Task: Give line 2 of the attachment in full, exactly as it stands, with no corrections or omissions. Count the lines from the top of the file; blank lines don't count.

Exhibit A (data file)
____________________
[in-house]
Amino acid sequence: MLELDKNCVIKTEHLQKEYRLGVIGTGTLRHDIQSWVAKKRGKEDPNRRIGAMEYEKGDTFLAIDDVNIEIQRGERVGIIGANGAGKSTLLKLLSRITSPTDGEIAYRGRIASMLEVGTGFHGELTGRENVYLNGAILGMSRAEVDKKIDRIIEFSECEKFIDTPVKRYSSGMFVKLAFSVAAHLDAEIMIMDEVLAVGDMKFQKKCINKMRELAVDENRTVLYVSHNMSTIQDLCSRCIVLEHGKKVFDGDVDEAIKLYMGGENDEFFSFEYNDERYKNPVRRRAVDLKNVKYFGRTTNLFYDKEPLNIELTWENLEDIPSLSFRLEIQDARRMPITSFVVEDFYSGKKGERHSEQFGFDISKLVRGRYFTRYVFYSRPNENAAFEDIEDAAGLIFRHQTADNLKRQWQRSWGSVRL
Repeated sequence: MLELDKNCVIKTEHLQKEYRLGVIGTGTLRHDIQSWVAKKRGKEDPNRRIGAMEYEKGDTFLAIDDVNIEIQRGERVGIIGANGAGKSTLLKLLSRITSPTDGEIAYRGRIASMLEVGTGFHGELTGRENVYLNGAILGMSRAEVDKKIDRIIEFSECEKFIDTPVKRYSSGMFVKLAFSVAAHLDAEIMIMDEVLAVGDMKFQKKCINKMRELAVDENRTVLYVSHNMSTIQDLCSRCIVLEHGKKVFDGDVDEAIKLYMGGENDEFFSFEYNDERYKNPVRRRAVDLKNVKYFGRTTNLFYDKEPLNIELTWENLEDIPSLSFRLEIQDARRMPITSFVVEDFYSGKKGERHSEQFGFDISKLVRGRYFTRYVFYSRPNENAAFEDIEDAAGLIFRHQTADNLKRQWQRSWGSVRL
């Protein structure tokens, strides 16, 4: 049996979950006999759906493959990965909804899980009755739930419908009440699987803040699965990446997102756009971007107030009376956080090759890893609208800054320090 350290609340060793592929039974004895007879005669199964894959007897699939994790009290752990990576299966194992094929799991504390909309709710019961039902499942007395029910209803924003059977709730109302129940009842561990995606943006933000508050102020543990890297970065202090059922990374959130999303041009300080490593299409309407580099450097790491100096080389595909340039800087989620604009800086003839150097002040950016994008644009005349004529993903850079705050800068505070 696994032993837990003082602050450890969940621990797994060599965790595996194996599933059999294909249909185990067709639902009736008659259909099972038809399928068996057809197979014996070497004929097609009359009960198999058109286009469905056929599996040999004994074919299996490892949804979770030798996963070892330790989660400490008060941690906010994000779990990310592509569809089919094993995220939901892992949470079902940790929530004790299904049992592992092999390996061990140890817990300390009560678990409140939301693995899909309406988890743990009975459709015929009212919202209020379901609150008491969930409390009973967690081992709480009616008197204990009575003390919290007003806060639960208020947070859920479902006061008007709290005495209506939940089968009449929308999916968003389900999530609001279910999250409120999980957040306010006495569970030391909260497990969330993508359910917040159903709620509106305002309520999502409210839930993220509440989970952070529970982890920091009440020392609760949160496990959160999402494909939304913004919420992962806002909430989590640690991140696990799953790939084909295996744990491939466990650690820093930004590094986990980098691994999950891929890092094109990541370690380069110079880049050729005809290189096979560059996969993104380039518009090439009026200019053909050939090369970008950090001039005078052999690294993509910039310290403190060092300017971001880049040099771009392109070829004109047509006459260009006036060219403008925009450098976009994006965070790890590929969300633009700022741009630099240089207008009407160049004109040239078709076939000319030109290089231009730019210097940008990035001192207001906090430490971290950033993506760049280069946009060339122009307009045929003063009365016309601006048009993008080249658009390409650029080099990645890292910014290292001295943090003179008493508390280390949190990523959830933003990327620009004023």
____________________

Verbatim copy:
Amino acid sequence: MLELDKNCVIKTEHLQKEYRLGVIGTGTLRHDIQSWVAKKRGKEDPNRRIGAMEYEKGDTFLAIDDVNIEIQRGERVGIIGANGAGKSTLLKLLSRITSPTDGEIAYRGRIASMLEVGTGFHGELTGRENVYLNGAILGMSRAEVDKKIDRIIEFSECEKFIDTPVKRYSSGMFVKLAFSVAAHLDAEIMIMDEVLAVGDMKFQKKCINKMRELAVDENRTVLYVSHNMSTIQDLCSRCIVLEHGKKVFDGDVDEAIKLYMGGENDEFFSFEYNDERYKNPVRRRAVDLKNVKYFGRTTNLFYDKEPLNIELTWENLEDIPSLSFRLEIQDARRMPITSFVVEDFYSGKKGERHSEQFGFDISKLVRGRYFTRYVFYSRPNENAAFEDIEDAAGLIFRHQTADNLKRQWQRSWGSVRL